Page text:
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# M7 Chemical SAT Solver

* Deciding the satisfiability of a Boolean formula in conjunctive normal form is NP-complete

* How can we program a chemical SAT solver ?

F. Fages, S. Soliman, Apr. 2020

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# "Generate and Test" Algorithm with Stochastic CRN

* A stochastic CRN can be used to enumerate random Boolean values for a variable

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parameter(k=1).

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MA(k) for _/a => a. % reactions with inhibitors cannot fire in presence of the inhibitor, here a

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MA(k) for a => _.

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option(method:spn, stochastic_conversion:1).

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numerical_simulation.

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## Question 1) Write a random generator of Boolean values for a vector of 3 variables a, b, c

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## Question 2) Write a CRN to find values satisfying the formula (x⋁¬y)⋀(y⋁¬z)⋀(z⋁¬x)

* Use an event to stop the simulation when the formula is satisfied

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# Guided Search Algorithm with Stochastic CRN

## Question 3) Improve your CRN to decrease the probability of moves of the variables that belong to satisfied clauses

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## Question ) Any idea to decide unsatisfiability ? statistical test question ?

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## Question 4) Determine the phase transition threshold in 3-SAT

* the density of a SAT instance is the ratio of the number of clauses divided by the number of variables

* a phase transition phenomenon is an asymptotic result showing the existence of a density threshold

* under the threshold the instances are almost surely satisfiable

* above the threshold the instances are almost surely unsatisfiable

* the hard instances are around the density threshold

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## Question ) Evaluation on 2-SAT and Horn-SAT ?

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# Guided Search Algorithm by Continuous CRN

We can see the SAT solving problem as a (continous) global optimization problem and try to solve it by gradient descent.

The idea is to find an energy function $E$ that is minimal when all clauses are satisfied, and then to simply enforce that $$\frac{dx}{dt} = -\frac{\partial E}{\partial x}$$

For a SAT problem involving variables $x_i\in [0, 1], 1\leq i\leq N$ and clauses $C_j, 1\leq j\leq M$ (with $C_{ji} = 1$ if $x_i$ appears positively in $C_j$, $C_{ji} = -1$ if $x_i$ appears negatively, and $0$ otherwise), we will define our energy function as a sum of squares of sub-energies for each clause.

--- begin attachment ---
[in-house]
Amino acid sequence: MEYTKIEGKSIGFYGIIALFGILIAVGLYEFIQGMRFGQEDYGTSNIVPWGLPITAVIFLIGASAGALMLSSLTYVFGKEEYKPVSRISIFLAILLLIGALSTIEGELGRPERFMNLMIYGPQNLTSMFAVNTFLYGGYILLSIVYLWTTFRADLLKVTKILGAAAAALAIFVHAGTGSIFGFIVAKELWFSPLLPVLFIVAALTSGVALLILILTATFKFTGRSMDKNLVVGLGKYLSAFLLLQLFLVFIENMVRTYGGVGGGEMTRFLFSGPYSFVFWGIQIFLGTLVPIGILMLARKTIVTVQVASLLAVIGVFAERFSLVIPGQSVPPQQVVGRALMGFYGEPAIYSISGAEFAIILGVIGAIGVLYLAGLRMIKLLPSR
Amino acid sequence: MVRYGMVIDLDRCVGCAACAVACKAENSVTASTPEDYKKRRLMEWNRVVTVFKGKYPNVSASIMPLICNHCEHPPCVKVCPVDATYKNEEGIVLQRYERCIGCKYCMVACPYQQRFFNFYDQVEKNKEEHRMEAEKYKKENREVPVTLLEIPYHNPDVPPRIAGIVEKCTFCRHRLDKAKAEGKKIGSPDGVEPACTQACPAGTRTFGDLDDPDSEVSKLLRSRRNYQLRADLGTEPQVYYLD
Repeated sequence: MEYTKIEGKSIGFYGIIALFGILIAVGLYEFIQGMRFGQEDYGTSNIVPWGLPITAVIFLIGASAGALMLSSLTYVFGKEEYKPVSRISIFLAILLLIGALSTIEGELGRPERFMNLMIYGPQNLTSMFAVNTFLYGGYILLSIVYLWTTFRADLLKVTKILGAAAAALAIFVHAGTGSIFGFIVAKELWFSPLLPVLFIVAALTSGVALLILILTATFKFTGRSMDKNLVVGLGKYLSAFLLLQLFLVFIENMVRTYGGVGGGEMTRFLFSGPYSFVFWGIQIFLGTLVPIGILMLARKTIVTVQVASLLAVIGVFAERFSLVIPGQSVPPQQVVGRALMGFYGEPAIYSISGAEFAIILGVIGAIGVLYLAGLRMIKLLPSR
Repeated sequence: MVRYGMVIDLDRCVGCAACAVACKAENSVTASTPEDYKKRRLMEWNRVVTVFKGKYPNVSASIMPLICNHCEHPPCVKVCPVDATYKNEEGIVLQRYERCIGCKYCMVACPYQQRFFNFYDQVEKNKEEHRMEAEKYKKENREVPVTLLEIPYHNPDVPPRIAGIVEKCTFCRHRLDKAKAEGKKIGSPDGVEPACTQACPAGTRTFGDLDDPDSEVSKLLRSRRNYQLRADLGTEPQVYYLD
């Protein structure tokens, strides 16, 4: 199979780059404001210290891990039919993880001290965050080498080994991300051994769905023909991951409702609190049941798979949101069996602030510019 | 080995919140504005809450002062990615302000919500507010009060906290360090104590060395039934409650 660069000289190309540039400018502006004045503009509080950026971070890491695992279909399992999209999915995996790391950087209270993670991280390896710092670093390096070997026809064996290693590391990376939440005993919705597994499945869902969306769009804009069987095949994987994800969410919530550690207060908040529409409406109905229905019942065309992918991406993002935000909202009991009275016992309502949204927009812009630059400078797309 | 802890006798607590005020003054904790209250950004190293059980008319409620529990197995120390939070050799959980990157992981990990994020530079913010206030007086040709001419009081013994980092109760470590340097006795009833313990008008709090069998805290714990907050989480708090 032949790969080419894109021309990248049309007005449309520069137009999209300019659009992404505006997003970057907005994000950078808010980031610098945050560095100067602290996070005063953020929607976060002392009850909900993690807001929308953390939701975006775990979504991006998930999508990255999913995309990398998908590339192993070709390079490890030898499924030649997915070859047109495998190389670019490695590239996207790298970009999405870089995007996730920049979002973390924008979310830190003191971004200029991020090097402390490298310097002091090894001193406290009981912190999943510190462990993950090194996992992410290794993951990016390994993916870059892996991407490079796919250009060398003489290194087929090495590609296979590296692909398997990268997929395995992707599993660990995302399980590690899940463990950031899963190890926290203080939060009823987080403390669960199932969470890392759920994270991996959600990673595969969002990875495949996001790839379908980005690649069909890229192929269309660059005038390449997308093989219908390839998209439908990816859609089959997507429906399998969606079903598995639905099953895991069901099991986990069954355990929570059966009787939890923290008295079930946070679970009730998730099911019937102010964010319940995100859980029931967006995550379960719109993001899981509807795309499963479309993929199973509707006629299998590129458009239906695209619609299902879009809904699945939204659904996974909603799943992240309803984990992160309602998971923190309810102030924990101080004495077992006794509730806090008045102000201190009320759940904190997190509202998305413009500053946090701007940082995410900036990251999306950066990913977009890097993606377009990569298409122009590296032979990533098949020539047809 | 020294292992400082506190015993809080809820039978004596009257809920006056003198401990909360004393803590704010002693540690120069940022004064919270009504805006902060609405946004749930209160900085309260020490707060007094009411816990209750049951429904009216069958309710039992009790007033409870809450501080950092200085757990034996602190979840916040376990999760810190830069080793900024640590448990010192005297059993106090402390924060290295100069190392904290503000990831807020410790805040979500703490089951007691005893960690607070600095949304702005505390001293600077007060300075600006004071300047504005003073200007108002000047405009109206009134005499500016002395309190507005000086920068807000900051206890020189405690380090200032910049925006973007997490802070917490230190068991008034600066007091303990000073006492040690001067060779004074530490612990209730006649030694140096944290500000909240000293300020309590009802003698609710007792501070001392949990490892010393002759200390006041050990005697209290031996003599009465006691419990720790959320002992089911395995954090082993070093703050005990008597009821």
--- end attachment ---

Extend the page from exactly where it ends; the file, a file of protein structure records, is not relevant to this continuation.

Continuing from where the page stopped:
$$E = \sum_{1\leq j\leq M}K_j^2$$

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## Question 5) Write $K_j$

Define (formally) $K_j$ as a function of the $C_{ji}$ and of the $x_i$, such that $K_j = 0$ iff clause $j$ is satisfied, and $K_j = 2^N$ if all $N$ variables appear in clause $j$ and are currently at the _wrong_ value.

One might want to define $s_i\in[-1, 1]$ as a function of $x_i\in[0, 1]$ and then $K_j$ as a function of the $s_i$ for ease of writing.

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## Question 6) Obtain $dx_i/dt$

Obtain the formal expression for $\displaystyle\frac{dx}{dt}$ (if you have used $s_i$ just note that $\frac{\partial E}{\partial x}=\frac{\partial E}{\partial x}\frac{\partial s}{\partial x}$).

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## Question 7) Implement on the above example (x⋁¬y)⋀(y⋁¬z)⋀(z⋁¬x)

Using the commands:

`new_ode_system`, `init` (to set $x_1, x_2$ and $x_3$ initial state to 0.5), `ode_parameter` (to set the $c_ji$ corresponding to our 3 clauses), `ode_function` (for the $k_j$ and $s_i$) and `add_ode` (to add the above $dx_i/dt$)

Run a numerical simulation and plot the $x_i$ to see the result.

Experiment with different initial states, and variants of the problem (changing only the $c_{ji}$), what do you observe? [please leave all results and remarks *in* the notebook!]

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## Question 8) Improving the search

To avoid getting stuck in some local minima, we can add *Lagrange multipliers* $a_j, 1\leq j\leq M$ so that the energy becomes $$E = \sum_{1\leq j\leq M}a_j K_j^2$$

These are new variables that will have an exponential increase proportional to $K_j$.

Add the 3 new variables and their ODEs with `add_ode`, change also the existing model accordingly.

Do you notice any difference? What can you say about the steadiness and stability of the initial state with all $x_i$ equal to 0.5?

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## Question 9) Complexity

The authors of the paper observe on random SAT instances that the $x_i$ trajectories have a polynomial length, however they do **not** conclude that the algorithm is polynomial. What have you observed that might not remain polynomial?

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## Question 10) Biochemical interpretation

What variables are always positive? What do you think about the associated chemical reaction network? [use biocham commands to obtain it!]